And, struggling with the shaggy wolf,
Shall cleave his cold and gory jaws.”
Vafthrudni’s-mal (W. Taylor’s tr.).
None of the gods could lend Allfather a helping hand at that critical moment, for it was a time of sore trial to all. Frey put forth heroic efforts, but Surtr’s flashing sword now dealt him a death-stroke. In his struggle with the arch-enemy, Loki, Heimdall fared better, but his final conquest was dearly bought, for he, too, fell dead. The struggle between Tyr and Garm had the same tragic end, and Thor, after a most terrible encounter with the Midgard snake, and after slaying him with a stroke from Miölnir, staggered back nine paces, and was drowned in the flood of venom which poured from the dying monster’s jaws.
“Odin’s son goes
With the monster to fight;
Midgard’s Veor in his rage
Will slay the worm;
Nine feet will go
Bowed by the serpent
Who feared no foe.”
Sæmund’s Edda (Thorpe’s tr.).
Vidar now came rushing from a distant part of the plain to avenge the death of his mighty sire, and the doom foretold fell upon Fenris, whose lower jaw now felt the impress of that shoe which had been reserved for this day. At the same moment Vidar seized the monster’s upper jaw with his hands, and with one terrible wrench tore him asunder.
The Devouring Fire
The other gods who took part in the fray, and all the Einheriar having now perished, Surtr suddenly flung his fiery brands over heaven, earth, and the nine kingdoms of Hel. The raging flames enveloped the massive stem of the world ash Yggdrasil, and reached the golden palaces of the gods, which were utterly consumed. The vegetation upon earth was likewise destroyed, and the fervent heat made all the waters seethe and boil.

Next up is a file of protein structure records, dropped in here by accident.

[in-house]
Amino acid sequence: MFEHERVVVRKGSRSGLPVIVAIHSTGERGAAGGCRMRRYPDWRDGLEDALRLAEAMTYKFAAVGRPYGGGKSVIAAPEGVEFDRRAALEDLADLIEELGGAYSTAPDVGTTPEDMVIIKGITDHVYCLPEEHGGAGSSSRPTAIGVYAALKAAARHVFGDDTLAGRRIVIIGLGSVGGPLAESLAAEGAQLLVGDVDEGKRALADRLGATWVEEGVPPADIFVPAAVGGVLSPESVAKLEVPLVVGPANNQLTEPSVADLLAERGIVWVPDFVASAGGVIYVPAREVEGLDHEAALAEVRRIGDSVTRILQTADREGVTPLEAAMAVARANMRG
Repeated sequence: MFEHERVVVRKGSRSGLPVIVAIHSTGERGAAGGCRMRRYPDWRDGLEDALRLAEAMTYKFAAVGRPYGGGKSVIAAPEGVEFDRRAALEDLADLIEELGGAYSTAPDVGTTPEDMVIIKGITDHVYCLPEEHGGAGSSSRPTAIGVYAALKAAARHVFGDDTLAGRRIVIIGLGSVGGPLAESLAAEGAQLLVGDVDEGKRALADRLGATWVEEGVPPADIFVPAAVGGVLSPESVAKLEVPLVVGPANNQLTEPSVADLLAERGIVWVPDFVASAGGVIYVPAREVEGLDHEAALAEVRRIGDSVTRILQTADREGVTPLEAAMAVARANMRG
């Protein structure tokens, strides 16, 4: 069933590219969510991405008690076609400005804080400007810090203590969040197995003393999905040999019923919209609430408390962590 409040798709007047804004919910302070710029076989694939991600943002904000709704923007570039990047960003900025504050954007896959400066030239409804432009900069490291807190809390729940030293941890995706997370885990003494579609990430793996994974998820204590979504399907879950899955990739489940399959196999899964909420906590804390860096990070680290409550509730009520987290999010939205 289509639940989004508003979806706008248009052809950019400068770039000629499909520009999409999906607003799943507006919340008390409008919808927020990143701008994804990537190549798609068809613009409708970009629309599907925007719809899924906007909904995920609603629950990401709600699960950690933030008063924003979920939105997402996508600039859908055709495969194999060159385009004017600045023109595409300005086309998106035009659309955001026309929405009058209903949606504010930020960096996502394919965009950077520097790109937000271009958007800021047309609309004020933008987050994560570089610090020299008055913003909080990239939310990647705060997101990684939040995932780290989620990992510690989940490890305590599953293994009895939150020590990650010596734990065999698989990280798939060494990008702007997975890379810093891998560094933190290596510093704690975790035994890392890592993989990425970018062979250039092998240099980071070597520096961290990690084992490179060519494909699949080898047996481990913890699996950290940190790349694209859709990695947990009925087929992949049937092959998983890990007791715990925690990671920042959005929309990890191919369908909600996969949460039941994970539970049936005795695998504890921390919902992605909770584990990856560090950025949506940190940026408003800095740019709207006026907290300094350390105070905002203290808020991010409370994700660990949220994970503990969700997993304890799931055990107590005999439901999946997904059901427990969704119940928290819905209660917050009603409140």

“Fire’s breath assails
The all-nourishing tree,
Towering fire plays
Against heaven itself.”
Sæmund’s Edda (Thorpe’s tr.). 
The great conflagration raged fiercely until everything was consumed, when the earth, blackened and scarred, slowly sank beneath the boiling waves of the sea. Ragnarok had indeed come; the world tragedy was over, the divine actors were slain, and chaos seemed to have resumed its former sway. But as in a play, after the principals are slain and the curtain has fallen, the audience still looks for the favourites to appear and make their bow, so the ancient Northern races fancied that, all evil having perished in Surtr’s flames, from the general ruin goodness would rise, to resume its sway over the earth, and that some of the gods would return to dwell in heaven for ever.
Dies there an endless death, while goodness riseth
From that great world-fire, purified at last,
To a life far higher, better, nobler than the past.
Viking Tales of the North (R. B. Anderson).
Our ancestors believed fully in regeneration, and held that after a certain space of time the earth, purged by fire and purified by its immersion in the sea, rose again in all its pristine beauty and was illumined by the sun, whose chariot was driven by a daughter of Sol, born before the wolf had devoured her mother. The new orb of day was not imperfect, as the first sun had been, and its rays were no longer so ardent that a shield had to be placed between it and the earth. These more beneficent rays soon caused the earth to renew its green mantle, and to bring forth flowers and fruit in abundance. Two human beings, a woman, Lif, and a man, Lifthrasir, now emerged from the depths of Hodmimir’s (Mimir’s) forest, whence they had fled for refuge when Surtr set fire to the world. They had sunk into peaceful slumber there, unconscious of the destruction around them, and had remained, nurtured by the morning dew, until it was safe for them to wander out once more, when they took possession of the regenerated earth, which their descendants were to people and over which they were to have full sway.
“We shall see emerge
From the bright Ocean at our feet an earth
More fresh, more verdant than the last, with fruits
Self-springing, and a seed of man preserved,
Who then shall live in peace, as then in war.”
Balder Dead (Matthew Arnold).
A New Heaven